As for her trademark husky voice, the Jewish girl from The Bronx who started out as Betty Joan Perske was instructed to deepen it by Hawks. He told her to drive into the hills during filming and read aloud for long periods until she went hoarse. That and the constant smoking meant her voice, as much as her beauty, became her calling card.

Many have claimed that Bacall’s death marks the end of Hollywood’s Golden Age. To which you might say, what, the era of the exploitative studio system, the casting couch, and all those “genius” directors who tortured their leading ladies in the name of extracting Oscar-worthy performances from them? Good riddance. Or calm down, what about the fact that Doris Day is still alive and well and taking stray animals in at her Californian ranch?

On the other hand, they just don’t make ‘em like Bacall any more. On Twitter people were quick to point out that of the 16 icons striking a pose in Madonna’s Vogue, Bacall was the last to give “good face”. And how many of the current crop of Hollywood stars can expect a paid obit in the New York Times by the Leonard Bernstein family (Bacall’s Manhattan neighbours) stating that “her appearance at the back door... was always a welcome delight – even if she was complaining about the piano noise”.

There was something irreducible about Bacall, quite apart from the construct. Katharine Hepburn had the wit, Ava Gardner the beauty, Vivien Leigh the edge, Marilyn Monroe the vulnerability, and Grace Kelly the class, but it was never so easy to characterise Bacall. She was too human, too funny, too sexy, too frank, too unconventionally beautiful for that. And though Bogie and Bacall were one of the great Hollywood couples, she was too singular to be defined even by that. “I think I’ve damn well earned the right to be judged on my own,” she said in a 1970 interview. “It’s time I was allowed a life of my own, to be judged and thought of… as me.”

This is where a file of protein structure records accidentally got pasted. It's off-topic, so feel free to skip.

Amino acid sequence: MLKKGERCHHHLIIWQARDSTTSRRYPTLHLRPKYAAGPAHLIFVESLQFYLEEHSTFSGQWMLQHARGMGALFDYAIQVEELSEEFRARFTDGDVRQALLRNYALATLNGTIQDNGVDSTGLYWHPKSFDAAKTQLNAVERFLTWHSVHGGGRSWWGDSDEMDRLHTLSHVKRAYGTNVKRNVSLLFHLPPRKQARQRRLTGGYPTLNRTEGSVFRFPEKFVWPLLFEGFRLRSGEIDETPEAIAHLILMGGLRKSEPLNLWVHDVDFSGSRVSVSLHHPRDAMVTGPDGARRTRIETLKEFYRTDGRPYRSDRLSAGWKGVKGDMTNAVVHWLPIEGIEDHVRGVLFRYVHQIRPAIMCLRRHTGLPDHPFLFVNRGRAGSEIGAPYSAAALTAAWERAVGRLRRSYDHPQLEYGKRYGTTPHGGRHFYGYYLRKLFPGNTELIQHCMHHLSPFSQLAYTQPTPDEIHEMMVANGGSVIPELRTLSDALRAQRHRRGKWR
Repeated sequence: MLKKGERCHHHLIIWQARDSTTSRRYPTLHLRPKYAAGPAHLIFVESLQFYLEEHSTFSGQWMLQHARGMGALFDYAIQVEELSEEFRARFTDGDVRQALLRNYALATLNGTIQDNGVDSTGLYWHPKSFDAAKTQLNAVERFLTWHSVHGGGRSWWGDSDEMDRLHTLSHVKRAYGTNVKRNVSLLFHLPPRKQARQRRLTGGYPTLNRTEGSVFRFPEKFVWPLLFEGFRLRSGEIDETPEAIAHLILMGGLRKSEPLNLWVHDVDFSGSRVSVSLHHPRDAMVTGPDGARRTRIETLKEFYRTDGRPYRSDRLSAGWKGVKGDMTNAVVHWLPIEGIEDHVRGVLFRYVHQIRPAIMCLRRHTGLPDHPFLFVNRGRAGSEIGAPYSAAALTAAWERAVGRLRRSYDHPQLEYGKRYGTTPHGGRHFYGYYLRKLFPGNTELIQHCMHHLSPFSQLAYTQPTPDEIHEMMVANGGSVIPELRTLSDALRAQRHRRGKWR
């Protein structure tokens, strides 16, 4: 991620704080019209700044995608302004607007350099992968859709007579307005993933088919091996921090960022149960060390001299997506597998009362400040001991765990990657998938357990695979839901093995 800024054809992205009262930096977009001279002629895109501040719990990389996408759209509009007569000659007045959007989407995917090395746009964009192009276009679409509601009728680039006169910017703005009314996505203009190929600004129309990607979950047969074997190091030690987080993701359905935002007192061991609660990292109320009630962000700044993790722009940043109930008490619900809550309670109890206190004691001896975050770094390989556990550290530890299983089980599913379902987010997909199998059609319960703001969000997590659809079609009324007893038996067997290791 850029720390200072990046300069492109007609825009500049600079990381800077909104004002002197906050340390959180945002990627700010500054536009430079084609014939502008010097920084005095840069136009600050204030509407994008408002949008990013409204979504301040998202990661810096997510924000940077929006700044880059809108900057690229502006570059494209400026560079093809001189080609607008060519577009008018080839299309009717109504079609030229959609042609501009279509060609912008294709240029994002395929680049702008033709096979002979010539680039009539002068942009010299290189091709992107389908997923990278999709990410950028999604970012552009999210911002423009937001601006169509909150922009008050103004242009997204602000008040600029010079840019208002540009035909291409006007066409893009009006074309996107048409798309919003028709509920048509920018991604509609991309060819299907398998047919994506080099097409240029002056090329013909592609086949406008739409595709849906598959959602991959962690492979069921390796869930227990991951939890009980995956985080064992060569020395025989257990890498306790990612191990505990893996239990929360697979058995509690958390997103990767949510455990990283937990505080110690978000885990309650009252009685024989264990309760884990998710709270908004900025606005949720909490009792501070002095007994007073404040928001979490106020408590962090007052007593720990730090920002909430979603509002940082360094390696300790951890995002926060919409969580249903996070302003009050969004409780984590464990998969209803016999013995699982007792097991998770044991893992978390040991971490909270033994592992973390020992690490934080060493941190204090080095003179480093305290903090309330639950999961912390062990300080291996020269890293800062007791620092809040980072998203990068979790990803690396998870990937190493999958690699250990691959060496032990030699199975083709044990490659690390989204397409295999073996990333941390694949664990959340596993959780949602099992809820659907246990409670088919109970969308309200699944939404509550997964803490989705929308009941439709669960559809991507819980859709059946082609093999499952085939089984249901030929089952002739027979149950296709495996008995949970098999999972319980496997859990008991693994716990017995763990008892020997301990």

She was impossible to pin down, which is perhaps why she never recaptured the early success of To Have Or Have Not and The Big Sleep. The war ended and with it women’s temporary freedoms. The prim and proper Fifties arrived and Bacall, with her tough talk and simmering sexuality, had no place in them. Besides, she chose love over her career, refusing to be moulded by Hawks and marrying Bogart instead. A typically Fifties decision, you might argue, choosing to be the wife and mother, but she never regretted it.

What really made Bacall the last of a dying breed was the way she managed her beauty. She never denied it, allowed it to hold her back, or permitted anyone to change it. Which in Hollywood then and now is nothing short of radical.

She had a strong face that studio bosses felt needed taming. They wanted her brows plucked, her teeth straightened, and her hairline shaved. She resisted all of it. And then, most remarkably of all, slowly and openly, she got older.

“I think your whole life shows in your face and you should be proud of that,” she famously said. And so she wore her hair white and long. She always looked at ease in her body. The story of her remarkable life became etched on her face in deep lines. She played imperious matriarchs (Birth, Lars von Trier’s Dogville), Washington grand dames (The Walker), and Barbra Streisand’s mother (The Mirror Has Two Faces) and actually looked the part. She continued to be sexy, strong, and cool into her eighties. And always, she continued to own The Look.